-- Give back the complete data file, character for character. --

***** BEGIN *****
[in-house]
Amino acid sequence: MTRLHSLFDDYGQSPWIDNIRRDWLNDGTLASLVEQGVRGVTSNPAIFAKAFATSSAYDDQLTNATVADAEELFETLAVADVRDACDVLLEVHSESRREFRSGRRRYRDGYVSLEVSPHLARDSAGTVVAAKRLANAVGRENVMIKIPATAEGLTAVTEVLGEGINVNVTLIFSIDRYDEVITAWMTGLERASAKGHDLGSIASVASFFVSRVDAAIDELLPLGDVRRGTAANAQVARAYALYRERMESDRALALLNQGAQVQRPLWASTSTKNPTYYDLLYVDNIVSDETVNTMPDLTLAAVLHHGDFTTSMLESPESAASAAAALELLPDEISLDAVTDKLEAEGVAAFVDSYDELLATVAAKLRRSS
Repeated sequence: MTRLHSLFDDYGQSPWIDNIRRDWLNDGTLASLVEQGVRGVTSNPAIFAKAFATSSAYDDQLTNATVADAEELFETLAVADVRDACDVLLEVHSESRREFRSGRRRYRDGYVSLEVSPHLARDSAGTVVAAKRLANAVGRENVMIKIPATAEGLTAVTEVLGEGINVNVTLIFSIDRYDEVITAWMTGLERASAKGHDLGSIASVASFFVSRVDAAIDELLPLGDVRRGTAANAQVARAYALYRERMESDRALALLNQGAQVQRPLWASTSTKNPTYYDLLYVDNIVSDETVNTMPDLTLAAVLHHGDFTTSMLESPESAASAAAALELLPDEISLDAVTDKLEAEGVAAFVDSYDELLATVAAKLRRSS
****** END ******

[in-house]
Amino acid sequence: MTRLHSLFDDYGQSPWIDNIRRDWLNDGTLASLVEQGVRGVTSNPAIFAKAFATSSAYDDQLTNATVADAEELFETLAVADVRDACDVLLEVHSESRREFRSGRRRYRDGYVSLEVSPHLARDSAGTVVAAKRLANAVGRENVMIKIPATAEGLTAVTEVLGEGINVNVTLIFSIDRYDEVITAWMTGLERASAKGHDLGSIASVASFFVSRVDAAIDELLPLGDVRRGTAANAQVARAYALYRERMESDRALALLNQGAQVQRPLWASTSTKNPTYYDLLYVDNIVSDETVNTMPDLTLAAVLHHGDFTTSMLESPESAASAAAALELLPDEISLDAVTDKLEAEGVAAFVDSYDELLATVAAKLRRSS
Repeated sequence: MTRLHSLFDDYGQSPWIDNIRRDWLNDGTLASLVEQGVRGVTSNPAIFAKAFATSSAYDDQLTNATVADAEELFETLAVADVRDACDVLLEVHSESRREFRSGRRRYRDGYVSLEVSPHLARDSAGTVVAAKRLANAVGRENVMIKIPATAEGLTAVTEVLGEGINVNVTLIFSIDRYDEVITAWMTGLERASAKGHDLGSIASVASFFVSRVDAAIDELLPLGDVRRGTAANAQVARAYALYRERMESDRALALLNQGAQVQRPLWASTSTKNPTYYDLLYVDNIVSDETVNTMPDLTLAAVLHHGDFTTSMLESPESAASAAAALELLPDEISLDAVTDKLEAEGVAAFVDSYDELLATVAAKLRRSS